## 6 Conclusion

We have shown that the Koopman operator can extract features amenable for estimation from a dynamic system more accurately than a state-of-the-art black-box convolutional neural network feature extractor. Multiple approaches to extract features from the Koopman operator are considered, and both directly inputting the modes to a DNN and inputting the spectrum of the operator into a CNN were found to be effective in estimating the parameters of the flow, with the approach using the dynamic modes performing slightly better and having shorter training times. This motivates the use of dynamic mode decomposition in the classification and estimation of parameters for multivariate time series which are generated by dynamic systems. The significant advantage of the Koopman operator-based approaches for parameter estimation over the approach using machine learning directly on time series is the physical insights offered into the estimation. Training data can be better selected, and sensitivity of estimation to changes in parameters can be better understood in light of such physics-informed machine learning. Future work will consider in more depth these aspects and the relationship between the measurable (surface) modes and the broader modes of the fluid.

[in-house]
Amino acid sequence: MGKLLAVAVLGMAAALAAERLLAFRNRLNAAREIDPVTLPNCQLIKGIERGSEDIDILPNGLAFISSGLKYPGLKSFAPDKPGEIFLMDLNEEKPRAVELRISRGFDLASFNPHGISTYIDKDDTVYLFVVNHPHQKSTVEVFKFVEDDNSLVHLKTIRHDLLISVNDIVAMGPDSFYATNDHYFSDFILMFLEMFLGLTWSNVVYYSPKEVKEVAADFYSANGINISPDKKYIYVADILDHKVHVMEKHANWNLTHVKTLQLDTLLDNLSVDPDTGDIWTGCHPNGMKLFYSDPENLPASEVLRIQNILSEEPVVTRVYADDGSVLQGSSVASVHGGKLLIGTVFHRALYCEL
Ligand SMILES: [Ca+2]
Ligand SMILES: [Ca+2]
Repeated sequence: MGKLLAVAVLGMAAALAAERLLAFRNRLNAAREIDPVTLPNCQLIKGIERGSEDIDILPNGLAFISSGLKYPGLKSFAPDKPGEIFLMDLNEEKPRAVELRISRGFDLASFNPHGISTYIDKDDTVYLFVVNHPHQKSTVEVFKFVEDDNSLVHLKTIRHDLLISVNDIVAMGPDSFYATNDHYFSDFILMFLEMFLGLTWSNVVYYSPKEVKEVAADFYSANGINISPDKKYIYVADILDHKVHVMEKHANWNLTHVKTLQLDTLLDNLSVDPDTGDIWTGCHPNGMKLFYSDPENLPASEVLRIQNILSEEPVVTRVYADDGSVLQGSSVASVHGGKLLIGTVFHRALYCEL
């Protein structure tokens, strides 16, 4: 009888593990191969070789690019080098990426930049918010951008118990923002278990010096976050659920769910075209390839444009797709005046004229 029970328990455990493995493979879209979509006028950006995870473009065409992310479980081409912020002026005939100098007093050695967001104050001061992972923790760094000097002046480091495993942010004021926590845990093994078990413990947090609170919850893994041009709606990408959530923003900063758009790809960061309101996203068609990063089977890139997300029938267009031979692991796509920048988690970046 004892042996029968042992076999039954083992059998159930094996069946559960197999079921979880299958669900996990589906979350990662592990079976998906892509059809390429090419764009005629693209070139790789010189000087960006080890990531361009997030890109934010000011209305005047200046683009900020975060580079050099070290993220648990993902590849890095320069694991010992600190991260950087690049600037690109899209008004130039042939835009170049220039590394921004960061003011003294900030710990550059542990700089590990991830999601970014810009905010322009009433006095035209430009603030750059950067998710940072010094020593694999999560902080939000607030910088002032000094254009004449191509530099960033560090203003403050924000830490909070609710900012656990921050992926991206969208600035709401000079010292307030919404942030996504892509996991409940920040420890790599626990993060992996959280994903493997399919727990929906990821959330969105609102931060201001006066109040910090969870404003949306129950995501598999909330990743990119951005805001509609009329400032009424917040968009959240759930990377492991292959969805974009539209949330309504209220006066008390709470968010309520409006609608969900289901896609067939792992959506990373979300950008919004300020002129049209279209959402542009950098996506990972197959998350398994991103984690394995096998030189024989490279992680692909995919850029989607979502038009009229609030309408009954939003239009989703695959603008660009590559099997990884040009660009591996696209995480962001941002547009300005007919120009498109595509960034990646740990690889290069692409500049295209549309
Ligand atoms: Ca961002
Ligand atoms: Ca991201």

This work opens several future avenues of research to make the application of the sensing and localization approach described in this paper practically useful in the mobile robotics context. The calculation of the Koopman operator and the classification of obstacle distance have to be done with smaller snapshots of data. This is a significant challenge that requires further optimization to the computation of the Koopman operator and the subsequent machine learning. Besides this, the presence of more complex flows with disturbances or the existence of more than one obstacle present more challenges to the sensing framework described in this paper. We currently envision this framework as one that augments other sensing modalities. Further research on such sensor fusion can be expected to improve flow sensing by underwater robots.

## Funding Data

Office of Naval Research (Grant No. 13204704; Funder ID: 10.13039/100000006).

## Data Availability Statement

The datasets generated and supporting the findings of this article are obtainable from the corresponding author upon reasonable request.